We have a black 2000 elantra that has started to peel. Went to the dealer we purchased it from.(The proper vernacular per the dealer is "spotting on all top surfaces") The car has 33000 mi. on it.(paint warranty is 3yr./36000) Dealer says he cant warrant it and Hyundai rep most likely will not. dealer says Hyundai will most likely claim it is caused by acid rain etc. and will not repair. Am waiting to meet with rep (4-6 week wait). Has anyone else had a problem beside pam 49? If pam is still available I would like to hear more of your experience. Thanks
  • wmoseswmoses Posts: 212
    ghenryl said --

    "We have a black 2000 elantra that has started to peel. Went to the dealer we purchased it from.(The proper vernacular per the dealer is "spotting on all top surfaces") The car has 33000 mi. on it.(paint warranty is 3yr./36000) Dealer says he cant warrant it and Hyundai rep most likely will not. dealer says Hyundai will most likely claim it is caused by acid rain etc. and will not repair."

    I think that you should stick to your complaint, and make sure that you have a well documented account of how this has happened. Including pictures.

    Paint peeling, in my opinion, should not be caused by acid rain. Paint peeling is caused by poor paint adhesion to surfaces underneath. If this is factory paint then it is a manfacturing defect. I would also not consider going back to that dealership if they keep pedding this nonsense to the public, in the hopes that people would back off and drop the issue.
  • joffficerjoffficer Posts: 169
    I've seen a lot of Ford, GM and Chrysler products with lousy paint. Some look like the paint is coming off in sheets! I knew some people that got their cars repainted (warranty) and other that didn't.I agree with wmoses about the acid rain... that should have nothing to do with paint coming off. It would take a hell of a lot of acid to remove paint on such a new car. There would be a lot of dead lawns around your house!
    I paint Aircraft for a living (as well as other A/C stuff), and the prep before painting is very important! Without a clean sturdy base the top coat won't hold for very long. Stick to your guns, and keep making noise at the dealer/representative level.... or higher if you can get the numbers.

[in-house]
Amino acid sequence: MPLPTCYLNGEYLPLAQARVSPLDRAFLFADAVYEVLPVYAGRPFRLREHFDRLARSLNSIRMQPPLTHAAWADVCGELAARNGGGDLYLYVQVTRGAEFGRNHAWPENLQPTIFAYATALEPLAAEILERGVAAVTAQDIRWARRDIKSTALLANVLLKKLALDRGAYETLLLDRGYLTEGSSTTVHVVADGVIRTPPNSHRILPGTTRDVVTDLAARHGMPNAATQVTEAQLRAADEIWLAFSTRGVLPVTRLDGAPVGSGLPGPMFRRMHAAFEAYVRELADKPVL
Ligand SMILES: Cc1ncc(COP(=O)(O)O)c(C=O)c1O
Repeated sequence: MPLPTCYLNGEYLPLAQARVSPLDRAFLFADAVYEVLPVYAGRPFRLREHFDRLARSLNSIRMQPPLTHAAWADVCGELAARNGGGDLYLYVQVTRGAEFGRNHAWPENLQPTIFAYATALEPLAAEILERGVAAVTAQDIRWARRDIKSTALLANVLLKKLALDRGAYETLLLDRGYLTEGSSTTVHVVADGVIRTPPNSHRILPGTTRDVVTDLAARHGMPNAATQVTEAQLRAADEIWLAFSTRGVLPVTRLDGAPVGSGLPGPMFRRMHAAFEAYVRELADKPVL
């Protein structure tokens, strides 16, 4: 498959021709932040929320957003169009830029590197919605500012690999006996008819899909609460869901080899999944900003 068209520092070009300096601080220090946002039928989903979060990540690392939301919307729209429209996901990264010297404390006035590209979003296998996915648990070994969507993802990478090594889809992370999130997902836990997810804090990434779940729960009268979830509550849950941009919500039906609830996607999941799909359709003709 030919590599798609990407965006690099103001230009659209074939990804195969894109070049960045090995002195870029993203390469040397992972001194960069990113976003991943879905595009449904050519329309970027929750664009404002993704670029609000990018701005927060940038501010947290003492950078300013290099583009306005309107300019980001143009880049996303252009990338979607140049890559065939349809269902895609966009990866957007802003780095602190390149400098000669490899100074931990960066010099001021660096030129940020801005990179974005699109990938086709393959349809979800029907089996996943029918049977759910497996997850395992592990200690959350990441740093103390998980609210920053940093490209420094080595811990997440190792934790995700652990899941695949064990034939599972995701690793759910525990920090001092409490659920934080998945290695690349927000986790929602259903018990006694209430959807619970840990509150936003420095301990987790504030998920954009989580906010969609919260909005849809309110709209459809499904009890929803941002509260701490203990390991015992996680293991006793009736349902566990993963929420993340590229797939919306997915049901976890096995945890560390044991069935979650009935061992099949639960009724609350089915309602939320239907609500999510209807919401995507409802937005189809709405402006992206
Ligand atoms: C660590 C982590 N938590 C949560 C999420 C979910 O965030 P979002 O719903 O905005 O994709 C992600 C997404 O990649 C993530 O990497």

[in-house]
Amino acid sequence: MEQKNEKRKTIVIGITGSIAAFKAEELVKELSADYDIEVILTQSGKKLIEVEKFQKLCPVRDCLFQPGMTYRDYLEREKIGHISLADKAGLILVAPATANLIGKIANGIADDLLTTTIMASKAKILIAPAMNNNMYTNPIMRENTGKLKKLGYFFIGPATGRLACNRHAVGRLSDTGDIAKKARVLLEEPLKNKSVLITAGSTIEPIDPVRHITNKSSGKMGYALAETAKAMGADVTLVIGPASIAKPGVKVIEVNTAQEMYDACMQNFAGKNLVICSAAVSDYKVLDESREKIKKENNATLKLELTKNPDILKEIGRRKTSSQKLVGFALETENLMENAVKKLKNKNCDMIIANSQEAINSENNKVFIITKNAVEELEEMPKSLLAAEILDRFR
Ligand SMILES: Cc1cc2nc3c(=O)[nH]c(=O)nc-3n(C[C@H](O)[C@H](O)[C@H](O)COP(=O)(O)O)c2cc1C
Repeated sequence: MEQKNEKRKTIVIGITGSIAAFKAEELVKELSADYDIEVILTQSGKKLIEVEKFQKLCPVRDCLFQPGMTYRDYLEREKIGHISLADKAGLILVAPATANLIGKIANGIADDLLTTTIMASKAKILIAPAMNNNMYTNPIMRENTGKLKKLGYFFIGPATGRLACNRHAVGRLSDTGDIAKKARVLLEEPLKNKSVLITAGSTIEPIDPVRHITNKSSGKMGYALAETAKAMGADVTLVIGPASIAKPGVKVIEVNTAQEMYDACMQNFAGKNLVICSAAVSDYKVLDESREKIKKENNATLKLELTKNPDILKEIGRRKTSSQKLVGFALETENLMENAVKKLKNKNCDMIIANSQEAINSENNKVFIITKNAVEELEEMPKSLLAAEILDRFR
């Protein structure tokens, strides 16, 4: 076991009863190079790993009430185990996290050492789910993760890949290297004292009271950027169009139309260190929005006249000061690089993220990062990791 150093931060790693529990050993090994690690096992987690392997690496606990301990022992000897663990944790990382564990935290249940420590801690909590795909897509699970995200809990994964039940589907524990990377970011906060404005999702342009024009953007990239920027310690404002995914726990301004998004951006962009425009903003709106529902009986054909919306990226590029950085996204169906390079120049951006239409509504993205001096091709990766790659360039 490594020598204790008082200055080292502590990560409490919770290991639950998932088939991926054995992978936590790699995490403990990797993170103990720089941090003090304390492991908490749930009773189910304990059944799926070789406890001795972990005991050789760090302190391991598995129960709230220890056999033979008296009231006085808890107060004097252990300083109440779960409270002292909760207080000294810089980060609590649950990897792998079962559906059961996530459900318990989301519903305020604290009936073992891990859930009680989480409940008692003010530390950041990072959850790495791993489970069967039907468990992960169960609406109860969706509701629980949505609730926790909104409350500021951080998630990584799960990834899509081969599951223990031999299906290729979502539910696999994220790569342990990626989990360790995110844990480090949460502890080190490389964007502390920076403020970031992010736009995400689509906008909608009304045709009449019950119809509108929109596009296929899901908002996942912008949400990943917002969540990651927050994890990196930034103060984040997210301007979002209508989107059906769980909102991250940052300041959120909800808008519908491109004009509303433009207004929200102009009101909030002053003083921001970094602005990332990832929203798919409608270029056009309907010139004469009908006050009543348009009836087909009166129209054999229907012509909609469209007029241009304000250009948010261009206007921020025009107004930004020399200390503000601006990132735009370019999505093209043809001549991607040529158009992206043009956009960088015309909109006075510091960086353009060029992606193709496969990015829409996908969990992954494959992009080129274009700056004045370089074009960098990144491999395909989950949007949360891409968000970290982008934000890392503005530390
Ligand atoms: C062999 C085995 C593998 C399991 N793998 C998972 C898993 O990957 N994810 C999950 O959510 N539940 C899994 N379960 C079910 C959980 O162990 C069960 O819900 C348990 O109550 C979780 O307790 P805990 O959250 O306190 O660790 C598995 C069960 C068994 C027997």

• jhnep1jhnep1 Posts: 9
    I bought a 2002 elantra automatic new in nov 2001.My daughter is the primary user taking it to college in Dekalb Illinois. This is the wind capital for the state of illinois. When driving into the wind a very loud howl comes from under the hood and it vibrates slightly Took it to the dealer yesterday for an oil change( said to use 5w30 all year) and they said 1 other owner had complained about the wind noise. Hyundai had no response. They had not heard of the problem. Also right hand wiper blade bows with ice and snow on it making it useless even after clearing snow and ice The dealer put a refill in the right hand blade. Any one had a problem with either the windshields wiper blade or the wind noise?
  • joffficerjoffficer Posts: 169
    I tried to post this one a day or two ago so I hope it's not a repeat....

    The other day I took my 2002 GT in for it's first oil change, but that's another story. The other thing I wanted done was to have the door panels tightened. Or at least make the faint buzzing noise go away. The tech there (Hyundai city) told me there was nothing he could do...." it'll go away in the summer". I'm not driving this with that noise for 4-5 months. Not to mention that's a lame excuse, and what ever he did made the noise louder.
    My question is this: The rear of the panel (where the noise seems to come from) is held on with two plastic rivets. How can I tighten them, or get them off? I really don't feel like drilling into them without knowing what's behind them. It seems to me screws would be a better choice.
    Any help would be great!
    ps. They did tell me the "Rep" will be here in a couple weeks, but I'd rather make the noise go away first.